The fall of cyberspace and the rise of data

Authored by: Martin Hand

Routledge Handbook of Cultural Sociology

Print publication date:  October  2018
Online publication date:  November  2018

Print ISBN: 9781138288621
eBook ISBN: 9781315267784
Adobe ISBN:

10.4324/9781315267784-38

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Abstract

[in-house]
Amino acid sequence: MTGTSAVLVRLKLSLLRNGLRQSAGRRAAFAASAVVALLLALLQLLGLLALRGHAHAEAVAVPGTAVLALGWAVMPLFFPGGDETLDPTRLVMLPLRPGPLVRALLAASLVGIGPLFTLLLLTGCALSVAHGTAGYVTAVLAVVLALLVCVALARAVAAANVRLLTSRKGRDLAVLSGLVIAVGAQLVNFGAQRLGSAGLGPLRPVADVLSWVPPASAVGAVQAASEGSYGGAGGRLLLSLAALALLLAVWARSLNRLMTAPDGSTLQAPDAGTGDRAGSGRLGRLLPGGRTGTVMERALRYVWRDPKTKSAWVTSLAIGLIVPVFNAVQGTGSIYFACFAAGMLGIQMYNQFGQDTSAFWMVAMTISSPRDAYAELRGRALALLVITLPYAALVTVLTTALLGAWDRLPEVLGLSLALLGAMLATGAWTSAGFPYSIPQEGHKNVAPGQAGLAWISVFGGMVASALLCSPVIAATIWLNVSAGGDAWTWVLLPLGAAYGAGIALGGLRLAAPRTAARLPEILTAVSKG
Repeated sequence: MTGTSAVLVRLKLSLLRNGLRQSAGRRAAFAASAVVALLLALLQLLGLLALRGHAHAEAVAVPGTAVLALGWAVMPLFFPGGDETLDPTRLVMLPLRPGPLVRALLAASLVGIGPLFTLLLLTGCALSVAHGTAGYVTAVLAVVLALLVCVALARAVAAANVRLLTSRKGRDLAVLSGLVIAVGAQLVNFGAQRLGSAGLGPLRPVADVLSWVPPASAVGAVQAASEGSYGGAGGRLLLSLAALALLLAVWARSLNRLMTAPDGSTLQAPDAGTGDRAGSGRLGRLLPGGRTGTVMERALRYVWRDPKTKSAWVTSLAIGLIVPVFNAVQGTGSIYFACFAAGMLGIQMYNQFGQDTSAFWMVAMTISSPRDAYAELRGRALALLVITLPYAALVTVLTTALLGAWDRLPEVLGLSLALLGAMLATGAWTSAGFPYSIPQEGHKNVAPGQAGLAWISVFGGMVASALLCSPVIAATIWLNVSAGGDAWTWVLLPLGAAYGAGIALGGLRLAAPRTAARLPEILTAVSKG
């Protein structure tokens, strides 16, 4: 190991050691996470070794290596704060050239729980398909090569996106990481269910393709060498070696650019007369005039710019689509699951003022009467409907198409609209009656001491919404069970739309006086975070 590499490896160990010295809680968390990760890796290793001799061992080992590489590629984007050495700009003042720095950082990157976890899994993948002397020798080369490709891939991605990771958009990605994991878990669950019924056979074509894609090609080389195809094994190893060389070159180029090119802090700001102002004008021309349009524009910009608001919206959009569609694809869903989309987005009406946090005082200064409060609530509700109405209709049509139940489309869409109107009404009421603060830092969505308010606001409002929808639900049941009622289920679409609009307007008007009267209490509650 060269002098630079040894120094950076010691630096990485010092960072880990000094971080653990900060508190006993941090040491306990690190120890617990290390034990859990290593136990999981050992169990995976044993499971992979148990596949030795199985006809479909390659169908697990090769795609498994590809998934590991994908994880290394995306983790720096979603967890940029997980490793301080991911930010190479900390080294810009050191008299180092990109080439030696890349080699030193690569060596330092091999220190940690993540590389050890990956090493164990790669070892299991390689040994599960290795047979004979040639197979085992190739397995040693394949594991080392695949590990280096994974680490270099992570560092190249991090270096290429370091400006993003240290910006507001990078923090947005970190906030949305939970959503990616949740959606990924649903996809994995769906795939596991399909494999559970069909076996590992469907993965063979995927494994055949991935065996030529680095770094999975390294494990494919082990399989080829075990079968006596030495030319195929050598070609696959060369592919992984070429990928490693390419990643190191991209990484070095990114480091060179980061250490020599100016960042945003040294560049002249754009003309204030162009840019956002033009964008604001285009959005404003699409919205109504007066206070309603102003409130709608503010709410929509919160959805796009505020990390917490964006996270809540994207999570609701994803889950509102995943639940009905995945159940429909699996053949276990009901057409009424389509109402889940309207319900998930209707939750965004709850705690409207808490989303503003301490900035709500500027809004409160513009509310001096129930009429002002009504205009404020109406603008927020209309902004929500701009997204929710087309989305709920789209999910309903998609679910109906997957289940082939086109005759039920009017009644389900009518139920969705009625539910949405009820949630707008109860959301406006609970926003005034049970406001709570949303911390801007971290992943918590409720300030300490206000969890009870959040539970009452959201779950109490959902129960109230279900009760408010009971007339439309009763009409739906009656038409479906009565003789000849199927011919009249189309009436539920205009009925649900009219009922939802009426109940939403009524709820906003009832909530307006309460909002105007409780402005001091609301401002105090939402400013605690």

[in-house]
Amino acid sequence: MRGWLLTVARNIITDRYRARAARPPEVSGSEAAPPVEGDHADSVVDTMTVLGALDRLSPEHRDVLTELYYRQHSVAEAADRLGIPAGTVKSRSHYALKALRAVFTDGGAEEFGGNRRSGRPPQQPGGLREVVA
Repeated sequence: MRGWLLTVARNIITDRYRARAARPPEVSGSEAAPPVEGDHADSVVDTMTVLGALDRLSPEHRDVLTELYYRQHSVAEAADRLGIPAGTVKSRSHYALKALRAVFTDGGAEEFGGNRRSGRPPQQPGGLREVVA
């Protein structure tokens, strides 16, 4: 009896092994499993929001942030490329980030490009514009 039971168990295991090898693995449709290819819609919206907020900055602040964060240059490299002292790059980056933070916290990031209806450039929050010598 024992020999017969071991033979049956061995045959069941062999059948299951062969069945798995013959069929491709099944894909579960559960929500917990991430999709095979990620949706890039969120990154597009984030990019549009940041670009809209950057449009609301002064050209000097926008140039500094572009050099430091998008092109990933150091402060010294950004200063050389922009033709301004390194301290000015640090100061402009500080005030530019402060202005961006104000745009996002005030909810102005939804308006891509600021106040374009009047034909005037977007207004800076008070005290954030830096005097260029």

This chapter traces the life of cyberspace as a metaphor for conceptualizing the relations between digital media technologies and culture in its broadest sense. It focuses on the ways in which the term “cyberspace” has morphed over time, as digitization has now affected all dimensions of culture and its conceptual and empirical analysis. The chapter begins by discussing how notions of cyberspace have often been uncritically replaced by those of the “cloud” and “social media platforms.” It then reviews the scholarship on cyberspace through three largely heuristic variants, each of which has been periodically dominant: cyberspace as an immaterial cultural autonomy, as a central myth of Western culture, and as material, data-centric everyday practices. The chapter argues that the spatial qualities of the cyberspace metaphor are inadequate for understanding the mediatization and datafication of everyday life. These processes raise considerable challenges for how we understand the materiality of digital traces and memory, the visibility and transparency of ordinary practices, and the contested classifications of individuals, populations, and cultures through digital means.

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